Generations of disinvestment has left many urban communities with low-quality housing, few options for healthy food and a lack of other resources that contribute to health and well-being.
This disinvestment was not an accident – it resulted from racist housing, transportation, planning and development policies that excluded many Black, Indigenous and People of Color (BIPOC) communities from wealth-building opportunities that largely created the white middle class in the United States. The consequences of inequitable access to affordable capital can be seen in many of the health inequities our nation struggles with today.
Through this work, we aim to improve health equity by creating robust community investment ecosystems designed to close the racial wealth gap. Community investment ecosystems require, at a minimum, mission-driven investors with low-cost, low-burden capital and a range of community actors who are able to access and deploy that capital to finance community-defined priorities.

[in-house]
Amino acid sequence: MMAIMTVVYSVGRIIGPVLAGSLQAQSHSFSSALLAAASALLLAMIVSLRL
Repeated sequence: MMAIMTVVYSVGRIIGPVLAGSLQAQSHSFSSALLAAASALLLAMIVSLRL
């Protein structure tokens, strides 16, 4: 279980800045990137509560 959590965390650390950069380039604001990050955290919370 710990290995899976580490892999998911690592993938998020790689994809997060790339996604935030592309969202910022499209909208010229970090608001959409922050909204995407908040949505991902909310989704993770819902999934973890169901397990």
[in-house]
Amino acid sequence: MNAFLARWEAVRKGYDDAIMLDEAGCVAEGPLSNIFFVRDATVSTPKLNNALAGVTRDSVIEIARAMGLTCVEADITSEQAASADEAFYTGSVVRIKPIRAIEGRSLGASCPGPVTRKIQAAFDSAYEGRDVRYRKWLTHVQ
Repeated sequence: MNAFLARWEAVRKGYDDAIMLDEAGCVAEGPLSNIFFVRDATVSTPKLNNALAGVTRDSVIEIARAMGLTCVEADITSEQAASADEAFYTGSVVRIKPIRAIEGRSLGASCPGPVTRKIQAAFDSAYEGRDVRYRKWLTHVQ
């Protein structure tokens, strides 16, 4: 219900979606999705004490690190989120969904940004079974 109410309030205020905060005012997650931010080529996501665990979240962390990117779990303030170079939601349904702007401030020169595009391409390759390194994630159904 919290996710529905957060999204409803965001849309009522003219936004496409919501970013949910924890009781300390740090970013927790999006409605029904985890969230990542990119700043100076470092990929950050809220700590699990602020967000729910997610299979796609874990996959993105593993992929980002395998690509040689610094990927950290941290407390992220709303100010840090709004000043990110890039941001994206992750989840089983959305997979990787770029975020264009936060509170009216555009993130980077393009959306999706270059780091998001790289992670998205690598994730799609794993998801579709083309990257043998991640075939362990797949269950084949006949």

Together with our partners, we work to influence the investment, procurement and development policies and practices of mission-driven investors like health care systems, health plans and universities while simultaneously building the capacity of community developers and other actors to develop a coherent pipeline of shared priorities that are ready for investment.
Our goal is to disrupt standard development practices that exclude or marginalize residents with low incomes from investment decisions that often lead to displacement by ensuring that residents have true governance roles in determining how projects are prioritized and implemented.
We believe that improving neighborhood conditions while building community wealth will empower communities in achieving health equity.
We do not accept unsolicited proposals. We may invite applications for specific initiatives through a request-for-proposals process.
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